2. Vietnamese sandwiches (banh mi ba le, $2.50). Though it will never replace the Cuban in this town, Mekong's sandwiches, replete with unusual touches like shredded carrot, cilantro and cucumber slices on crusty French bread, make a good alternative. It's definitely a cheap lunch, and with a side of sweet peanut sauce, it can contend with most anything the local Subway serves.
3. Sweet and sour shrimp (tom xao, chua ngot, $8.95). Mekong's version incorporates a tart, orange cream sauce very different than the neon-pink gel most associate with sweet and sour. The shrimp were nothing to write home about ("frozen," my chef friend announced, relieved that he could provide some input), but with chunks of fresh, perfectly sautéed pineapple, peppers and baby corn, the whole was greater than the sum of its parts. I recommend that diners unprepared to tackle the intricacies of shredded pork skin and veggies in uncooked rice paper wraps ($3 for two, and very good, if you like that sort of thing) start here.
Of course, being an adventurous lot, we decided to order dishes we'd never heard of. First on the list was canh, or "volcano pot soup." Since we were already treading in unfamiliar waters, we stuck to the shallow end with chicken hot and sour volcano pot ($8/$16). The delicious soup was served family style in a large metal saucepan with a ladle and a handful of smaller bowls.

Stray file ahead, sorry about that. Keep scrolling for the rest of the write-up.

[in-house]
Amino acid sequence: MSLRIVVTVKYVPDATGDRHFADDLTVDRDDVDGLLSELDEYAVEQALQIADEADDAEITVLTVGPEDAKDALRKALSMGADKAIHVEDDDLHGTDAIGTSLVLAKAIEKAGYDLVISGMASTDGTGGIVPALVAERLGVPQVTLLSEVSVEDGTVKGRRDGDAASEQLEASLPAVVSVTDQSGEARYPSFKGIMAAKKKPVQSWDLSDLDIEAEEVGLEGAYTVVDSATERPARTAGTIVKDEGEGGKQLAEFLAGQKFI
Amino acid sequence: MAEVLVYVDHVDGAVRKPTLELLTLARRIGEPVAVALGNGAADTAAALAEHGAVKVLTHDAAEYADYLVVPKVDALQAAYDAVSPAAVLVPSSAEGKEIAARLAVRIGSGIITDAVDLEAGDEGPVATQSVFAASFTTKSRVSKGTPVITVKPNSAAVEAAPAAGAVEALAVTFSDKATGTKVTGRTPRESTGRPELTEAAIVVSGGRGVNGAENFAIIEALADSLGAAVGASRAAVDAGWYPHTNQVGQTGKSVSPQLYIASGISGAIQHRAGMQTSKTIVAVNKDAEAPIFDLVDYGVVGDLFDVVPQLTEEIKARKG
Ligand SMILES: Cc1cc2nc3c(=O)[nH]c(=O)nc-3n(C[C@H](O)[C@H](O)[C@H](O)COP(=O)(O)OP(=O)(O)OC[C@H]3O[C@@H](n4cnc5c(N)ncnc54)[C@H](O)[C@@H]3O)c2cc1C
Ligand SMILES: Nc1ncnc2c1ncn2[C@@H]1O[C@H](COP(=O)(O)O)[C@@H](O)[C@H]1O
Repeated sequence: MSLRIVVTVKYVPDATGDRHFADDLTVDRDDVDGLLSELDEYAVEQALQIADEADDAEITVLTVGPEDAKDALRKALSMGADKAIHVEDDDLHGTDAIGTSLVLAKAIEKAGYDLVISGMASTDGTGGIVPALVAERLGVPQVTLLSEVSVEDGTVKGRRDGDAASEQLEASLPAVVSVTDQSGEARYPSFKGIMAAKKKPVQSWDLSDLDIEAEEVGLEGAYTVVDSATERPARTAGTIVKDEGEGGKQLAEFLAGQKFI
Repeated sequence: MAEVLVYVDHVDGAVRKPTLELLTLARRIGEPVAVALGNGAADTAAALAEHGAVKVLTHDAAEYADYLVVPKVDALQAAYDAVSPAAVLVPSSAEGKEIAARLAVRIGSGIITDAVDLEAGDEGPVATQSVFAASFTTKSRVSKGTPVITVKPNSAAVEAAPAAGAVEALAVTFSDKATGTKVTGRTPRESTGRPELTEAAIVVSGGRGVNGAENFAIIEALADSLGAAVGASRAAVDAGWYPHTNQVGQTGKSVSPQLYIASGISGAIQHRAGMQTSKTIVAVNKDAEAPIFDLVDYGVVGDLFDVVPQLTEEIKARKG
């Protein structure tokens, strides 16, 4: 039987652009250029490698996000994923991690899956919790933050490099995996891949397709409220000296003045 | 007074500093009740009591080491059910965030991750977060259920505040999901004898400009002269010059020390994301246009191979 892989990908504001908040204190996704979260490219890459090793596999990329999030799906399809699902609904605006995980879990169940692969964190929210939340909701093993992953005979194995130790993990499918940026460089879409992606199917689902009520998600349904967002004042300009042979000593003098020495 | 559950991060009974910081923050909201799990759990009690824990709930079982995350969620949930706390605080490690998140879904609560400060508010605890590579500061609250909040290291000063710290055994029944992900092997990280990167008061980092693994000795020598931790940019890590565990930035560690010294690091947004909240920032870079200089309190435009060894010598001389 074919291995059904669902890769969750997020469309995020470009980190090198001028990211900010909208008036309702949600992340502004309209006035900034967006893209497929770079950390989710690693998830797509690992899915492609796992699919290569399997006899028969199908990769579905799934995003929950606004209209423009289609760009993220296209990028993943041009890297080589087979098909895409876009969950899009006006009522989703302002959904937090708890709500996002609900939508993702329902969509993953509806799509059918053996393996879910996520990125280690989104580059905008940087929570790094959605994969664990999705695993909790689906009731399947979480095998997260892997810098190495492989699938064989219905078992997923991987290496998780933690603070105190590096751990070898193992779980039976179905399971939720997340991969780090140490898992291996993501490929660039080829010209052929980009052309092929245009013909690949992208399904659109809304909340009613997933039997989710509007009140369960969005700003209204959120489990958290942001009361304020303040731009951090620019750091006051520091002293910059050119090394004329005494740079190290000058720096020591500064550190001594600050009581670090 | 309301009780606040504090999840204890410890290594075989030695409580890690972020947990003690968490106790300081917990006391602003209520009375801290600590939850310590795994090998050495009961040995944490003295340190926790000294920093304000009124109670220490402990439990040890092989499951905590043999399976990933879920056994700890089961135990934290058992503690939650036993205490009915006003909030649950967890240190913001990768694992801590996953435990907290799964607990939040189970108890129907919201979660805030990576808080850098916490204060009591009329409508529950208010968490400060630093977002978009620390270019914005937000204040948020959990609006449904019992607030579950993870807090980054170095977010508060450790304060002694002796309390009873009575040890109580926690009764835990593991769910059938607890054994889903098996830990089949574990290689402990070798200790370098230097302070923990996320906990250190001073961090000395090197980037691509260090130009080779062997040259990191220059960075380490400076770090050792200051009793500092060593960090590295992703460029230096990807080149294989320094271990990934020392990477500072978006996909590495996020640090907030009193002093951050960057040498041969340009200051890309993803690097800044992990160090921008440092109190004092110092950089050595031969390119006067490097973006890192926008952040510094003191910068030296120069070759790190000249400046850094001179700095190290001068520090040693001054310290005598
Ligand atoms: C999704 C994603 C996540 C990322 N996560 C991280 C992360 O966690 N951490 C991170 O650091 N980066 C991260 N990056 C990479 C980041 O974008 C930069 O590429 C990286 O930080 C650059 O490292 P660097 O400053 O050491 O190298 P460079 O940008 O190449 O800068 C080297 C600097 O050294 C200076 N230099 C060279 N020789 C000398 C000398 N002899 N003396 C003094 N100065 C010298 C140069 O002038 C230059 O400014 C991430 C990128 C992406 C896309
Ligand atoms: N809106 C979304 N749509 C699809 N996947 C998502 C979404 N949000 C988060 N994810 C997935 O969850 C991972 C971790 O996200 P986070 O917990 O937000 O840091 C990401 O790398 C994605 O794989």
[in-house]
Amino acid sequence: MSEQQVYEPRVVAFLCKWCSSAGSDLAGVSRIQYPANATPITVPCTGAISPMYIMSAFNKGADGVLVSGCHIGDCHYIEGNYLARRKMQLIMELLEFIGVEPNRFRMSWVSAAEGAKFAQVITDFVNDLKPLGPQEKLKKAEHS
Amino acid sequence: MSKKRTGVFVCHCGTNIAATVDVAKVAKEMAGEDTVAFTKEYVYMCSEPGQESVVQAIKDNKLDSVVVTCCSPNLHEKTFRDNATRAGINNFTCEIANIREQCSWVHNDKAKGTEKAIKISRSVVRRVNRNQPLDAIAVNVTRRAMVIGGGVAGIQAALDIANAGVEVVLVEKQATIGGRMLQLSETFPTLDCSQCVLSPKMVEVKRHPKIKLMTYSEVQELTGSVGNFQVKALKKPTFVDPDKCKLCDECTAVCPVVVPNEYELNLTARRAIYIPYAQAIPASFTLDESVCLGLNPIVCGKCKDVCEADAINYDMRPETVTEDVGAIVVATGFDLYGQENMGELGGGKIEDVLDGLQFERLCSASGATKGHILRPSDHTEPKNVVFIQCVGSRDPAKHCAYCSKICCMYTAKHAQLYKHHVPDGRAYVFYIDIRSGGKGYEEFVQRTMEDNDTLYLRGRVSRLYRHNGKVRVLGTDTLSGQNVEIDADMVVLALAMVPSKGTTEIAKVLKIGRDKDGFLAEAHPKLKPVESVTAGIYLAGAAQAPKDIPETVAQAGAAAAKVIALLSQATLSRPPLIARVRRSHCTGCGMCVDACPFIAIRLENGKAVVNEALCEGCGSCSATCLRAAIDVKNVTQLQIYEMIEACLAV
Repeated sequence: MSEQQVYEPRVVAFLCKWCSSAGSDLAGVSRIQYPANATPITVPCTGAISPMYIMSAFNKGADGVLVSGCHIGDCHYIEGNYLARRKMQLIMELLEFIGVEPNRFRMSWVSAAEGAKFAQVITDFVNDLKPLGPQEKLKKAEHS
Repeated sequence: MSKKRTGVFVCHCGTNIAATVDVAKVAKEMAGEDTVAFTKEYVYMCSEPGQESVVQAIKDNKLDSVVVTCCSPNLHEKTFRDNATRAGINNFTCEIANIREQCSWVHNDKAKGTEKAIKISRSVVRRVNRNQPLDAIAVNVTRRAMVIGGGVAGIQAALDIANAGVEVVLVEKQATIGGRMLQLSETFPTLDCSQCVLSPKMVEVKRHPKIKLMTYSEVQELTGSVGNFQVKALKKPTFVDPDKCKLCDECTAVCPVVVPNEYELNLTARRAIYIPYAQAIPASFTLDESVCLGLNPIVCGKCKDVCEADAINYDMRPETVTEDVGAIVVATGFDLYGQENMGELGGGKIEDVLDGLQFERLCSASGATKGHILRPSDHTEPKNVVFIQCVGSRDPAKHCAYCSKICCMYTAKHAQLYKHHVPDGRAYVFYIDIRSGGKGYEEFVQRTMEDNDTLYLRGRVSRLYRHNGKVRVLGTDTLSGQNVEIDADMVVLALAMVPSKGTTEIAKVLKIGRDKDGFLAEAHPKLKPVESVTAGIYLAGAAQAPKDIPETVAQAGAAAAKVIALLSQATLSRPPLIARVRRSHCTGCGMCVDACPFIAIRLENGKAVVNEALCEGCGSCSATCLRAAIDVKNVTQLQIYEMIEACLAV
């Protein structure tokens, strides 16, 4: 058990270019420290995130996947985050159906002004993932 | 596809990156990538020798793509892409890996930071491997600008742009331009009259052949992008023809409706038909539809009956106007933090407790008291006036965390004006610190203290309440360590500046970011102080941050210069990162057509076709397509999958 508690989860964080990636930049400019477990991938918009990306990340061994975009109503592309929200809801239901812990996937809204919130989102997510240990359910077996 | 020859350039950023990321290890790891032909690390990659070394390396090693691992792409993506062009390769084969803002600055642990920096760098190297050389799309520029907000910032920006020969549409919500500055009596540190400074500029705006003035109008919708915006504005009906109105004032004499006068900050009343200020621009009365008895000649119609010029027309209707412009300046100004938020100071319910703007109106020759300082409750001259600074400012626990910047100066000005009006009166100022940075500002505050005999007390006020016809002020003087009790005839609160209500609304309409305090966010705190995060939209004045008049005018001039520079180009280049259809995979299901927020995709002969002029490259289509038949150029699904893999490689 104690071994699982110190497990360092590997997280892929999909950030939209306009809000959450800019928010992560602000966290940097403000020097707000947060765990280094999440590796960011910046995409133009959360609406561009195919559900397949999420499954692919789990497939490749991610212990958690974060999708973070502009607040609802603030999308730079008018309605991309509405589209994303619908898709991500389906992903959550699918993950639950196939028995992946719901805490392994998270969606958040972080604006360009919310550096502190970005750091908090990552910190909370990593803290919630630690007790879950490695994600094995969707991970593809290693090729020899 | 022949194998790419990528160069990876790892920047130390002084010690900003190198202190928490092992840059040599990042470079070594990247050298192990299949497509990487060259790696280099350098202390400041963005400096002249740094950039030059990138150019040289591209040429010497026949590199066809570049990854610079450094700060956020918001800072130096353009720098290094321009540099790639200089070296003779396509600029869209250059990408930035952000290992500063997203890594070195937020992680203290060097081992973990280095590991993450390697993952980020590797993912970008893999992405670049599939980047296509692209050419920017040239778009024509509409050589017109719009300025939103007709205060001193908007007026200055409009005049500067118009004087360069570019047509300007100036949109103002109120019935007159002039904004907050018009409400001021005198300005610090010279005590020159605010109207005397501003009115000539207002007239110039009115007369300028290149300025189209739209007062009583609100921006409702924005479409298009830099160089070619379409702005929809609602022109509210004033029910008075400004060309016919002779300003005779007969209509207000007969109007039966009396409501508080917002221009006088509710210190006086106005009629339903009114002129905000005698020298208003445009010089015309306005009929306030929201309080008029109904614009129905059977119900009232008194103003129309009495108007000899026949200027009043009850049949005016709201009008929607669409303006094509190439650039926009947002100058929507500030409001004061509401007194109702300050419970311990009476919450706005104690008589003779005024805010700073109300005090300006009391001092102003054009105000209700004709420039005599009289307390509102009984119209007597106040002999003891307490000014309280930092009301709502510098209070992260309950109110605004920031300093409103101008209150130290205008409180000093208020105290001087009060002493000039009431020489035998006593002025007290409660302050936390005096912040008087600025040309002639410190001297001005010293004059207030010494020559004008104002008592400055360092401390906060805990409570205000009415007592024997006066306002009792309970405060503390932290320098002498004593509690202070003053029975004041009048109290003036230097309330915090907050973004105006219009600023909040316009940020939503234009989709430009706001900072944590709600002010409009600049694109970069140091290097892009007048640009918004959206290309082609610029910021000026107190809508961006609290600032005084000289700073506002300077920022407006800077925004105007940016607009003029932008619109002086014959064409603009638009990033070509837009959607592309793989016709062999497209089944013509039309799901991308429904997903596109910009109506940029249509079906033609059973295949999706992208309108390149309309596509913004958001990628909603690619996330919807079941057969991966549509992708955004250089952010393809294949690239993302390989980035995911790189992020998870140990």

Unlike pho, canh doesn't contain any rice, only pieces of meat (chicken, in this case), and dozens of stewed vegetables. We identified carrot, cabbage, onion and okra, but others we simply enjoyed without classification. ("Lotus root or sugar cane, I'm telling you," the chef reports back from Chicago. Ehh. The jury's still out. We did ask the employees, but no one in our party could translate the reply.)
Mekong's coup de grace, however, was the aforementioned hot vinegar fire pot on table ($17.95), which, as it turns out, was not as inexplicable as we originally assumed. The fire pot was a sterno cooker on the table, filled with simmering hot vinegar, into which we tossed shrimp, squid and pieces of beef, Mongolian hot-pot style.
After cooking, we fished them out, adorned them with carrots, cilantro, cucumber slices, cold cooked vermicelli and any number of sauces, wrapped them in fresh rice paper, and went to town. In fact, the only confusing element of the meal was that the rice paper wraps had to first be softened in a dish of hot water before they could be put to any use (have your server show you how).
The restaurant isn't the most well-decorated on the planet, but there are a few pieces of intricately carved wood and a Buddha or two to remind diners of the eatery's genre. Indeed, most of the furnishings seemed designed more for utility than aesthetic, but I found I didn't notice the décor; I was too fascinated by the food.
Most of the large round tables at Mekong come equipped with Lazy Susans, which facilitate family-style meals, allow everyone equal access to the sauces that are served with each dish, and encourage diners to try something a little bit different than their usual Asian fare.
Diana Peterfreund dines anonymously and the Planet pays for her meals. She may be contacted at [email protected]. Restaurants are chosen for review at the discretion of the writer, and are not related to advertising.